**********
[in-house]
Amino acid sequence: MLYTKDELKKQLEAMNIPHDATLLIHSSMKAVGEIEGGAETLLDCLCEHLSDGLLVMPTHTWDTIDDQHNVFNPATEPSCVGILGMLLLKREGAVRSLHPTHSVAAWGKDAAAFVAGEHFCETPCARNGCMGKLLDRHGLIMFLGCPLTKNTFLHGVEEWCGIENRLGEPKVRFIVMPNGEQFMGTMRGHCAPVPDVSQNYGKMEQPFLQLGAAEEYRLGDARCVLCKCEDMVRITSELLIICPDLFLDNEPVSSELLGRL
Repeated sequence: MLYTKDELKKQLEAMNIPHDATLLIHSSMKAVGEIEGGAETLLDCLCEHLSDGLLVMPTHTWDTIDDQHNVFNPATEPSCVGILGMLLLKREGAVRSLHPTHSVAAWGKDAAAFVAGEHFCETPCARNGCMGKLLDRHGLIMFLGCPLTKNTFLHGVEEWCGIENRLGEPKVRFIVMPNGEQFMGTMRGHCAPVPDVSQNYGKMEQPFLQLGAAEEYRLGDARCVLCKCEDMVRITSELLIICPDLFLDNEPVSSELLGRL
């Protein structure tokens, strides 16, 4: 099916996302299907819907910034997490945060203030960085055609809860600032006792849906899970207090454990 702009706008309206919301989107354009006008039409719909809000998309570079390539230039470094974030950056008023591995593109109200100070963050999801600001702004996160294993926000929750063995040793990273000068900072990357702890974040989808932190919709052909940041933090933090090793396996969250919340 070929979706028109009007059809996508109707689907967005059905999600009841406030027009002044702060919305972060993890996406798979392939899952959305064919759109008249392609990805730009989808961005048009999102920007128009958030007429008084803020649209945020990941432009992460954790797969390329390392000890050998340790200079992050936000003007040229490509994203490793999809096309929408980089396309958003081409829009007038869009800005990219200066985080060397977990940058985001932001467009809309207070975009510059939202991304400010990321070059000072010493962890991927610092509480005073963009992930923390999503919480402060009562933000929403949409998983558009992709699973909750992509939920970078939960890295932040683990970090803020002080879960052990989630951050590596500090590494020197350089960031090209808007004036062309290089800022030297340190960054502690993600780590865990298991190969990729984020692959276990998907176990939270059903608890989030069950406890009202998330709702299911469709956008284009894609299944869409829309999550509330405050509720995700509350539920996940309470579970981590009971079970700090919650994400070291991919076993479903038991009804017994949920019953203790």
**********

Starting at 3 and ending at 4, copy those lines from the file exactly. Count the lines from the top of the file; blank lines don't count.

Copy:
Repeated sequence: MLYTKDELKKQLEAMNIPHDATLLIHSSMKAVGEIEGGAETLLDCLCEHLSDGLLVMPTHTWDTIDDQHNVFNPATEPSCVGILGMLLLKREGAVRSLHPTHSVAAWGKDAAAFVAGEHFCETPCARNGCMGKLLDRHGLIMFLGCPLTKNTFLHGVEEWCGIENRLGEPKVRFIVMPNGEQFMGTMRGHCAPVPDVSQNYGKMEQPFLQLGAAEEYRLGDARCVLCKCEDMVRITSELLIICPDLFLDNEPVSSELLGRL
């Protein structure tokens, strides 16, 4: 099916996302299907819907910034997490945060203030960085055609809860600032006792849906899970207090454990 702009706008309206919301989107354009006008039409719909809000998309570079390539230039470094974030950056008023591995593109109200100070963050999801600001702004996160294993926000929750063995040793990273000068900072990357702890974040989808932190919709052909940041933090933090090793396996969250919340 070929979706028109009007059809996508109707689907967005059905999600009841406030027009002044702060919305972060993890996406798979392939899952959305064919759109008249392609990805730009989808961005048009999102920007128009958030007429008084803020649209945020990941432009992460954790797969390329390392000890050998340790200079992050936000003007040229490509994203490793999809096309929408980089396309958003081409829009007038869009800005990219200066985080060397977990940058985001932001467009809309207070975009510059939202991304400010990321070059000072010493962890991927610092509480005073963009992930923390999503919480402060009562933000929403949409998983558009992709699973909750992509939920970078939960890295932040683990970090803020002080879960052990989630951050590596500090590494020197350089960031090209808007004036062309290089800022030297340190960054502690993600780590865990298991190969990729984020692959276990998907176990939270059903608890989030069950406890009202998330709702299911469709956008284009894609299944869409829309999550509330405050509720995700509350539920996940309470579970981590009971079970700090919650994400070291991919076993479903038991009804017994949920019953203790």